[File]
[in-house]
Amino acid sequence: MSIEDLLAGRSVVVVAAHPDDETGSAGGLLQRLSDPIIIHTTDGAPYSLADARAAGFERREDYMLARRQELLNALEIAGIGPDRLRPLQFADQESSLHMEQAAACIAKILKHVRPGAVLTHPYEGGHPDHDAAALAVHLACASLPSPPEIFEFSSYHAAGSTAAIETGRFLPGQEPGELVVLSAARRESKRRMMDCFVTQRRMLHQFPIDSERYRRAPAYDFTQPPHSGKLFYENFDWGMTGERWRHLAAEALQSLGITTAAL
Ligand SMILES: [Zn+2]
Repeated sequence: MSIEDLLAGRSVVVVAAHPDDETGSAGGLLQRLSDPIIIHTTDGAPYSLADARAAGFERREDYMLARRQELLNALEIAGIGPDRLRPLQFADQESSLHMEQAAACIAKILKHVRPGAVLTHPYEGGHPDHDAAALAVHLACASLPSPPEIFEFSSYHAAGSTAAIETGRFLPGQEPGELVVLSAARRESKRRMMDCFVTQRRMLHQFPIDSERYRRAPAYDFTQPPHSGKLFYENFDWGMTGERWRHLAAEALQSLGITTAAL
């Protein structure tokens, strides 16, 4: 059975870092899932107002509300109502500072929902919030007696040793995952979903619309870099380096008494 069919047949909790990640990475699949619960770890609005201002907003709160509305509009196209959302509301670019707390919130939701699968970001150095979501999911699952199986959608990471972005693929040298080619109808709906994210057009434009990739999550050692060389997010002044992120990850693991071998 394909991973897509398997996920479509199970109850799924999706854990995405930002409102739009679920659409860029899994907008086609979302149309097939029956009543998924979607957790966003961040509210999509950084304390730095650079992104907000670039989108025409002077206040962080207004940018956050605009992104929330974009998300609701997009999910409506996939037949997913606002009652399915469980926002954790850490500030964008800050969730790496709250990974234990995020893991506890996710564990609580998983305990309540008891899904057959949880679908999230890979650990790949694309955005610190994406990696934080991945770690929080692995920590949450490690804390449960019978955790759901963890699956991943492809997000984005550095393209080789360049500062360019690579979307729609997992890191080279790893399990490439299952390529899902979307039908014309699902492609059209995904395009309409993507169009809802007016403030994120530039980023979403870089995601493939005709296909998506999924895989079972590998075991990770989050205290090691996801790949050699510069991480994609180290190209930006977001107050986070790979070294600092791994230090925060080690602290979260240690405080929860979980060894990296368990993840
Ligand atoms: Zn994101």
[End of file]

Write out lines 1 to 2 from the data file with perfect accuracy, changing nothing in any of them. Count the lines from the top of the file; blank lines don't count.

[in-house]
Amino acid sequence: MSIEDLLAGRSVVVVAAHPDDETGSAGGLLQRLSDPIIIHTTDGAPYSLADARAAGFERREDYMLARRQELLNALEIAGIGPDRLRPLQFADQESSLHMEQAAACIAKILKHVRPGAVLTHPYEGGHPDHDAAALAVHLACASLPSPPEIFEFSSYHAAGSTAAIETGRFLPGQEPGELVVLSAARRESKRRMMDCFVTQRRMLHQFPIDSERYRRAPAYDFTQPPHSGKLFYENFDWGMTGERWRHLAAEALQSLGITTAAL